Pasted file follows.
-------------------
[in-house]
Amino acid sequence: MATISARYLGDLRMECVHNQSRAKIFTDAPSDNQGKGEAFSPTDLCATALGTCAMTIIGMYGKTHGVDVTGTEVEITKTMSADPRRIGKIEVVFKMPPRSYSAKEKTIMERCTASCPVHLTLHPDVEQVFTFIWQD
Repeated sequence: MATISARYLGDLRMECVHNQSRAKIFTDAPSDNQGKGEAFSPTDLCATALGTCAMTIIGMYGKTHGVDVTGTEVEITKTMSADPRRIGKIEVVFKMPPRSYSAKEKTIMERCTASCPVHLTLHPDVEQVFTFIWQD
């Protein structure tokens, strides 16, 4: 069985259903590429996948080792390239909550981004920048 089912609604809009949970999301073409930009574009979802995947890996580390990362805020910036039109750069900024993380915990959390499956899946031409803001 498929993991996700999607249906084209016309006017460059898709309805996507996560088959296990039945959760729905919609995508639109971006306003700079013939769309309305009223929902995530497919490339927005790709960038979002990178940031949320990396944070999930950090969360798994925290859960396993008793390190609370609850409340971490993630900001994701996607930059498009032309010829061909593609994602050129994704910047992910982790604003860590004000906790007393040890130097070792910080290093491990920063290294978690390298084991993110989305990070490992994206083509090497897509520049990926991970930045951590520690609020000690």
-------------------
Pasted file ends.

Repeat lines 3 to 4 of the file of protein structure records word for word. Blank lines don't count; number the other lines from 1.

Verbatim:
Repeated sequence: MATISARYLGDLRMECVHNQSRAKIFTDAPSDNQGKGEAFSPTDLCATALGTCAMTIIGMYGKTHGVDVTGTEVEITKTMSADPRRIGKIEVVFKMPPRSYSAKEKTIMERCTASCPVHLTLHPDVEQVFTFIWQD
């Protein structure tokens, strides 16, 4: 069985259903590429996948080792390239909550981004920048 089912609604809009949970999301073409930009574009979802995947890996580390990362805020910036039109750069900024993380915990959390499956899946031409803001 498929993991996700999607249906084209016309006017460059898709309805996507996560088959296990039945959760729905919609995508639109971006306003700079013939769309309305009223929902995530497919490339927005790709960038979002990178940031949320990396944070999930950090969360798994925290859960396993008793390190609370609850409340971490993630900001994701996607930059498009032309010829061909593609994602050129994704910047992910982790604003860590004000906790007393040890130097070792910080290093491990920063290294978690390298084991993110989305990070490992994206083509090497897509520049990926991970930045951590520690609020000690």